Students from the Boys & Girls Club of the Flathead Reservation and Lake County in Ronan, Montana, will have an opportunity this week to hear from a NASA astronaut aboard the International Space Station. The space-to-Earth call will air live at 12 p.m. EST on Wednesday, Jan. 25, on NASA Television, the NASA app, and the agency’s website.
NASA astronaut Nicole Mann will answer prerecorded questions from student participants of the Boys & Girls Club of the Flathead Reservation and Lake County out-of-school programing. Mann is the first Native American woman to fly in space.
The program provides opportunities for reservation youth that inspire students to be the best version of themselves and uses science, technology, engineering, and mathematics (STEM) to foster collaboration and problem solving. The downlink connects to their experiences as part of the Students to Launch program and their study of STEM.
Students to Launch was born out of a partnership agreement between NASA’s Office of STEM Engagement (OSTEM) and the American Institute of Aeronautics and Astronautics. The program works through OSTEM’s Community Anchors and its informal education institutions called “S2L Hubs” – museums, science centers, youth-serving institutions, libraries, and other places across the country where students congregate outside of school.
Media interested in covering the event should contact Aric Cooksley at [email protected] or 406-493-2312.
For more than 22 years, astronauts have continuously lived and worked aboard the space station, testing technologies, performing science, and developing the skills needed to explore farther from Earth. Astronauts living in space aboard the orbiting laboratory communicate with NASA’s Mission Control Center in Houston 24 hours a day through the Near Space Network Tracking and Data Relay Satellites (TDRS).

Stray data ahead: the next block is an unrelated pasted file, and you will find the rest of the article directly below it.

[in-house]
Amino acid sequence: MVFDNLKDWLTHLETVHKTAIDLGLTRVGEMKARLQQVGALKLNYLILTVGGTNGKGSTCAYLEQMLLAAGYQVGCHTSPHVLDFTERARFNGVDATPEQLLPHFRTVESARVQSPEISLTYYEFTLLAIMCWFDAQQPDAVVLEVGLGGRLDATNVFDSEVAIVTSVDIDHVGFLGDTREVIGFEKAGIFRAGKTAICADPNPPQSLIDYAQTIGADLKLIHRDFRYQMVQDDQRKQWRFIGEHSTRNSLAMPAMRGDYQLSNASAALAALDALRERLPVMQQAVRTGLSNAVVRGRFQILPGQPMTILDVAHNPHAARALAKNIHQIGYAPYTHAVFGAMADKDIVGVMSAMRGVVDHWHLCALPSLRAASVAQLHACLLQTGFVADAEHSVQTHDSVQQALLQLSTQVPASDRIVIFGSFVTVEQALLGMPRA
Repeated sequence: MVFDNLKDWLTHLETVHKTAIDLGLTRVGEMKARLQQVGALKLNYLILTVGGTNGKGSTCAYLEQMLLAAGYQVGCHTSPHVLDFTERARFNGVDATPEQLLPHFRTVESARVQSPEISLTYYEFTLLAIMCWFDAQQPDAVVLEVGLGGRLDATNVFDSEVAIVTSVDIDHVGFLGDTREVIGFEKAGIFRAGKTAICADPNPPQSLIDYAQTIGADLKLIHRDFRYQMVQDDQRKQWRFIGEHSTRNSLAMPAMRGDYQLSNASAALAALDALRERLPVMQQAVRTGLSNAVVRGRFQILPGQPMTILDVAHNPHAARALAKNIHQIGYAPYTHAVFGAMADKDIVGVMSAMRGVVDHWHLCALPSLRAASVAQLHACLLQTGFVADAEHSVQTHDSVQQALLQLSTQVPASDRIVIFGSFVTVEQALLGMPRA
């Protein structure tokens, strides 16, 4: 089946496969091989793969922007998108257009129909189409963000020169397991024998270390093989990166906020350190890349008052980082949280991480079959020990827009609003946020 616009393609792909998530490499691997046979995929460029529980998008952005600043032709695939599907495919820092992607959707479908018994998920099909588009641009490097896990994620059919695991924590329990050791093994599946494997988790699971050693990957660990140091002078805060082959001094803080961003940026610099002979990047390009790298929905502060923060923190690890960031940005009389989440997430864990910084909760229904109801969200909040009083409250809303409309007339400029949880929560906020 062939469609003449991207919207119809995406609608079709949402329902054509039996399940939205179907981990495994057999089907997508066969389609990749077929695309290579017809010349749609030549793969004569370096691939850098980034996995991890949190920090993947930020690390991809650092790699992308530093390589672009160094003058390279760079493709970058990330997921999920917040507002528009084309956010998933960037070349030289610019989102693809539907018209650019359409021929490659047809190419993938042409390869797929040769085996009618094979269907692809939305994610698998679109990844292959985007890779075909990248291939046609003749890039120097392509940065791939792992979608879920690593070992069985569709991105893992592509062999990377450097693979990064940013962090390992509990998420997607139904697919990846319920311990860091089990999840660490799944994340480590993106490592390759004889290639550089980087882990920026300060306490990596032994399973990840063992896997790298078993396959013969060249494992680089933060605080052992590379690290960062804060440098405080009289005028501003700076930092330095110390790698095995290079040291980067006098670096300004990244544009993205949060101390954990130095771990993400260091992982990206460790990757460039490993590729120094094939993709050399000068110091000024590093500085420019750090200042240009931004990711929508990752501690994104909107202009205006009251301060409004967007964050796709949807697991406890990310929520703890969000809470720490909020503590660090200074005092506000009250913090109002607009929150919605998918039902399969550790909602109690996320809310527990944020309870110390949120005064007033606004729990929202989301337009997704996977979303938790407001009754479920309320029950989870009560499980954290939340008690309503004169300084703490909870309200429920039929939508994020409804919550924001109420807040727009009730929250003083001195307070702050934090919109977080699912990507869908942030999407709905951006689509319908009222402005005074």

As part of Artemis, NASA will send astronauts to the Moon to prepare for future human exploration of Mars. Inspiring the next generation of explorers – the Artemis Generation – ensures America will continue to lead in space exploration and discovery.
See videos and lesson plans highlighting research on the International Space Station at:
NASA Leaders to Highlight 25th Anniversary of Space Station with Crew
NASA is celebrating the 25th anniversary of International Space Station operations during a live conversation with crew aboard the microgravity laboratory for the benefit of humanity. During a space-to-Earth call at 12:25 p.m. EST Wednesday, Dec. 6, the Expedition 70 crew will speak with NASA Associate Administrator Bob Cabana and Joel Montalbano, space station program manager.
Watch on the NASA+ streaming service at no cost on demand. The discussion also will air live on NASA Television, the NASA app, YouTube, and the agency’s website. Learn how to stream NASA TV through a variety of platforms including social media.
On Dec. 6, 1998, the first two elements of the orbital outpost, Unity and Zarya, were attached by crew members of space shuttle Endeavour’s STS-88 mission. Cabana was the commander of the mission and the first American to enter the space station.
Through this global endeavor, astronauts have continuously lived and worked aboard the space station for more than 23 years, testing technologies, performing science, and developing the skills needed to explore farther from Earth. It has been visited by 273 people from 21 countries.
More than 3,300 research and educational investigations have been conducted on station from 108 countries and areas. Many of these research and technology investigations benefit people on Earth, and many lay the groundwork for future commercial destinations in low Earth orbit and exploration farther into the solar system. Together with Artemis missions to the Moon, these proving grounds will help prepare NASA for future human exploration of Mars.
Learn more about the International Space Station at:
NASA, Partners Launch US Greenhouse Gas Center to Share Climate Data
NASA Administrator Bill Nelson, U.S. Environmental Protection Agency (EPA) Administrator Michael Regan, and other United States government leaders unveiled the U.S. Greenhouse Gas Center Monday during the 28th annual United Nations Climate Conference (COP28).